based models for the SDW conceptual design are

proposed in (Glorio and Trujillo, 2008) and (Pinet

and Schneider, 2010). The authors in (Glorio and

Trujillo, 2008) propose a UML profile that

represents main SDW concepts such as multiple data

cubes but that does not support multi-granular

measures. Regarding aggregation, this profile

defines only forbidden aggregate functions for

measures along dimensions using UML notes. This

profile is implemented in the Ecplise IDE. Reference

(Pinet and Schneider, 2010) presents a UML profile

that unify representations of facts and dimensions

for more flexibility in the design process, but this

profile does not offer supports for measure

aggregation and multi-granular measures.

Finally, all of the existing conceptual models

whether spatial or not, standard-based or not, focus

on the design of the DW structures and ignore the

aggregation aspects such as modeling of aggregate

functions and complex aggregation rules. In

addition, these models present some limitations

concerning modeling of multi-granular measures and

automatic implementation.

3 CASE STUDY

In order to present our proposal, we introduce an

environmental case study, adapted from the French

national project DISP’eau (Jacquot et al., 2011). One

of the main goals of this project is the analysis of

some environmental data for the definition of

vineyard irrigation diagnostics. In particular, data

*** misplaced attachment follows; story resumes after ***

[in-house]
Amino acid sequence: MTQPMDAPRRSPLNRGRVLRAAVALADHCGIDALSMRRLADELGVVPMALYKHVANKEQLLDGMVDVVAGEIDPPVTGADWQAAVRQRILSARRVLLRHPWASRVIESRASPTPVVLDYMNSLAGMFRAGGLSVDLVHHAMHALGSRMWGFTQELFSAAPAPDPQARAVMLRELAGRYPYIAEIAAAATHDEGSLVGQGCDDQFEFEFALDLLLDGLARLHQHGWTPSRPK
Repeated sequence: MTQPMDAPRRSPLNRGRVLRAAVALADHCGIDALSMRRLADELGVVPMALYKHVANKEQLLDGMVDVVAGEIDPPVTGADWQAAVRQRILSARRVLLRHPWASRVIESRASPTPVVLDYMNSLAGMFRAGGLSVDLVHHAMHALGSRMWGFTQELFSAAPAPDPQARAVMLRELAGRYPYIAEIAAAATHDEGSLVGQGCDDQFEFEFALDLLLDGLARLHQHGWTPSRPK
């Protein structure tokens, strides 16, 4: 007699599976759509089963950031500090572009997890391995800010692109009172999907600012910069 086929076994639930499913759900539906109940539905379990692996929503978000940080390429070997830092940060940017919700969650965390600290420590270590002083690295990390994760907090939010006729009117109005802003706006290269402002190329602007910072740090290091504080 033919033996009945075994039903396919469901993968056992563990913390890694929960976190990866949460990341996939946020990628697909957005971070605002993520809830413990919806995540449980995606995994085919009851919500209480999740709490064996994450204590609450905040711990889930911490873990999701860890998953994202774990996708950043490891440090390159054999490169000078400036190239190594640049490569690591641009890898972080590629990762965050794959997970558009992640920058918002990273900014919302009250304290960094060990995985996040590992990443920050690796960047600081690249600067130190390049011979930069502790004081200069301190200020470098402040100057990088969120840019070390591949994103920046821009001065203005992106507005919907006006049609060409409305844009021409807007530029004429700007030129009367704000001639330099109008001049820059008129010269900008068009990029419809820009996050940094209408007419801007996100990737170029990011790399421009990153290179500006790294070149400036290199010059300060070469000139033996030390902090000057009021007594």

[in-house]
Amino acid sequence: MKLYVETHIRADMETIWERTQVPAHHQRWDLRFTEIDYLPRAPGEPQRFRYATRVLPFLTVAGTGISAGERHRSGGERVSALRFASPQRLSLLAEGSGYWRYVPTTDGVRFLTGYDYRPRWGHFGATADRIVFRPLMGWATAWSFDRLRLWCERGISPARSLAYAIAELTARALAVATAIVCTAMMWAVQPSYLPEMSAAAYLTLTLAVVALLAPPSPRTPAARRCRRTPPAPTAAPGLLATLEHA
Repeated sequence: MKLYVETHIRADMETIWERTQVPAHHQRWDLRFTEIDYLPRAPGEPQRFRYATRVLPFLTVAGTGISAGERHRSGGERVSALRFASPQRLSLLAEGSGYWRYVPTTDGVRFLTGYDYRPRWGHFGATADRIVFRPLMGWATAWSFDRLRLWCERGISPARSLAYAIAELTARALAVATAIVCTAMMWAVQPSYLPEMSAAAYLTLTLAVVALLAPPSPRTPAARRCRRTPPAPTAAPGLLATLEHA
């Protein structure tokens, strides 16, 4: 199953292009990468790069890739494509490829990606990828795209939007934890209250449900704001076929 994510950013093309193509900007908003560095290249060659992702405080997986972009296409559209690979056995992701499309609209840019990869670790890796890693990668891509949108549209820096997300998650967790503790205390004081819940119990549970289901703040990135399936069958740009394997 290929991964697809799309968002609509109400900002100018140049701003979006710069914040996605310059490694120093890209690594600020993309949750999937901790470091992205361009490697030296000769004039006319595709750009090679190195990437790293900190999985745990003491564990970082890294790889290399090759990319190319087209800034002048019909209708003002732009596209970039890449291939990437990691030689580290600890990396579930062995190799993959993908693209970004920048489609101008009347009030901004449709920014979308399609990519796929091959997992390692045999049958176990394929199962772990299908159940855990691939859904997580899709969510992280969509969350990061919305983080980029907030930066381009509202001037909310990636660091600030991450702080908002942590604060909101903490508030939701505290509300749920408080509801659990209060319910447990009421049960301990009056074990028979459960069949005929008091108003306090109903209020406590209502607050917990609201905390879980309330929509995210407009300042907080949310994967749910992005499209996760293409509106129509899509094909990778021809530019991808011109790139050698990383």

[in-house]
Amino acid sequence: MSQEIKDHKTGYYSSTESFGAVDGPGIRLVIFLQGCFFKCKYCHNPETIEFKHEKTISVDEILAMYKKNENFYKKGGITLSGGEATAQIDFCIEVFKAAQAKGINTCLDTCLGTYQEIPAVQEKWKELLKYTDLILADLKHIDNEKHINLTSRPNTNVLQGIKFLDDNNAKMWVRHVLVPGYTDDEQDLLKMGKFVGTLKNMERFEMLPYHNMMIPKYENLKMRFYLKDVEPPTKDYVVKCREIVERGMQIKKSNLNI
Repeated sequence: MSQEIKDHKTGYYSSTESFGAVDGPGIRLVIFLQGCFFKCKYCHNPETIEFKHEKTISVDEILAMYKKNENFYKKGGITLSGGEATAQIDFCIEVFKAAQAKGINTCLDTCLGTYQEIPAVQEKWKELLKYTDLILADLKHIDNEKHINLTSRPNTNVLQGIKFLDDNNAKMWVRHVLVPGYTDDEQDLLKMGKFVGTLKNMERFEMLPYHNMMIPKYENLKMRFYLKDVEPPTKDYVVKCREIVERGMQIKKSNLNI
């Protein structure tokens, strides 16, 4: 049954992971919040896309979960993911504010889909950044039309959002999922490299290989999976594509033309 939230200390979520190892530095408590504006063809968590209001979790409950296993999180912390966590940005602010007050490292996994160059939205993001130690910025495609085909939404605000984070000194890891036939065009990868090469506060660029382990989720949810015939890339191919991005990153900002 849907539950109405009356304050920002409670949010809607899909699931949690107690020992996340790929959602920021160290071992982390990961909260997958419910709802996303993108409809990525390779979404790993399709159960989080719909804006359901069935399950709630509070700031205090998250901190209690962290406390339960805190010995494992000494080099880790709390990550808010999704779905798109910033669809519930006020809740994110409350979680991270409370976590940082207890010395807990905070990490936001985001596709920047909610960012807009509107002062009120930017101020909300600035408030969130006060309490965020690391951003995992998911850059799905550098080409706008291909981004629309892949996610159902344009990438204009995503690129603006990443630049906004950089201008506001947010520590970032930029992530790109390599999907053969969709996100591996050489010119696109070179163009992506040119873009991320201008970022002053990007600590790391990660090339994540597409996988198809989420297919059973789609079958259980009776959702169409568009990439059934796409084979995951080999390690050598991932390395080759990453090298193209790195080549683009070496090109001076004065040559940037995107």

about soil humidity are hourly collected

automatically by a Wireless Sensor Network (WSN),

and precipitation data are manually collected by the

farmers or automatically by sensors. In this way

decision-makers would be able to obtain

cartographic reports of environmental data by hour,

day, sensor and plot. For that reason, we have

deployed a SOLAP system for the analysis of that

data as shown on Figure 1 using the SOLAP system

Map4Decision. This figure represents the average

humidity for one sensor by hours.

However, precipitation data reveals being very

complex to be integrated in the spatial data

warehouse since some farmers could collect data per

day (the total sum of a day) and not per hour. In

other terms the precipitation measures are collected

at different granularities.

4 ICSOLAP UML PROFILE

ICSOLAP profile is organized into two main models

representing the static and dynamic elements of

SOLAP applications: the SDW model and the

Aggregation model (Boulil, 2012).

In particular, the SDW model defines dimensions

and facts using respectively UML package and UML

class elements. Dimensions are composed of levels,

and facts are described by measures that are

represented as attributes. Each element is typed:

spatial, thematic and temporal (e.g.

<<SpatialDimension>> for spatial

dimensions, <<SpatialAggLevel>> for spatial

level, Region for spatial data type, etc.).

Facts are related to any level of a dimension